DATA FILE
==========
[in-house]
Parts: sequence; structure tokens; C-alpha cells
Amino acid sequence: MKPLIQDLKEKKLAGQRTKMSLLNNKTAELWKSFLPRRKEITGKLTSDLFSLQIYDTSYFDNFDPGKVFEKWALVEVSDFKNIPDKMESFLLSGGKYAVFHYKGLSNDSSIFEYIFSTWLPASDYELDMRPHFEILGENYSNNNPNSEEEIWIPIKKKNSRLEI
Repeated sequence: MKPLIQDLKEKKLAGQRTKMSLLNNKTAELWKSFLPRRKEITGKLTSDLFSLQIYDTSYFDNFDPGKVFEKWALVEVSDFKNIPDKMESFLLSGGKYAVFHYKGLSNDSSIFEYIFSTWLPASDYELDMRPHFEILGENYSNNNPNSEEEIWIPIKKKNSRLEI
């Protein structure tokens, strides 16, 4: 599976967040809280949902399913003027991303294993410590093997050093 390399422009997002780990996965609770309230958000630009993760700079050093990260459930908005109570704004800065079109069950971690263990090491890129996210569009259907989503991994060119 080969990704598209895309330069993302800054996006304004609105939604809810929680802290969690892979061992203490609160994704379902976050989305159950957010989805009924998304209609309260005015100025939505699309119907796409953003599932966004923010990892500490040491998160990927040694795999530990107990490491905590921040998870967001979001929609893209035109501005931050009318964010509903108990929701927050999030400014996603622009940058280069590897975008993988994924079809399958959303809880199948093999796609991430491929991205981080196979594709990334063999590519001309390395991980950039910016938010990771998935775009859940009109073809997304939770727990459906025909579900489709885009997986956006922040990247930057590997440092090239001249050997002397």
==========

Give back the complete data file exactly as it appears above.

[in-house]
Parts: sequence; structure tokens; C-alpha cells
Amino acid sequence: MKPLIQDLKEKKLAGQRTKMSLLNNKTAELWKSFLPRRKEITGKLTSDLFSLQIYDTSYFDNFDPGKVFEKWALVEVSDFKNIPDKMESFLLSGGKYAVFHYKGLSNDSSIFEYIFSTWLPASDYELDMRPHFEILGENYSNNNPNSEEEIWIPIKKKNSRLEI
Repeated sequence: MKPLIQDLKEKKLAGQRTKMSLLNNKTAELWKSFLPRRKEITGKLTSDLFSLQIYDTSYFDNFDPGKVFEKWALVEVSDFKNIPDKMESFLLSGGKYAVFHYKGLSNDSSIFEYIFSTWLPASDYELDMRPHFEILGENYSNNNPNSEEEIWIPIKKKNSRLEI
């Protein structure tokens, strides 16, 4: 599976967040809280949902399913003027991303294993410590093997050093 390399422009997002780990996965609770309230958000630009993760700079050093990260459930908005109570704004800065079109069950971690263990090491890129996210569009259907989503991994060119 080969990704598209895309330069993302800054996006304004609105939604809810929680802290969690892979061992203490609160994704379902976050989305159950957010989805009924998304209609309260005015100025939505699309119907796409953003599932966004923010990892500490040491998160990927040694795999530990107990490491905590921040998870967001979001929609893209035109501005931050009318964010509903108990929701927050999030400014996603622009940058280069590897975008993988994924079809399958959303809880199948093999796609991430491929991205981080196979594709990334063999590519001309390395991980950039910016938010990771998935775009859940009109073809997304939770727990459906025909579900489709885009997986956006922040990247930057590997440092090239001249050997002397």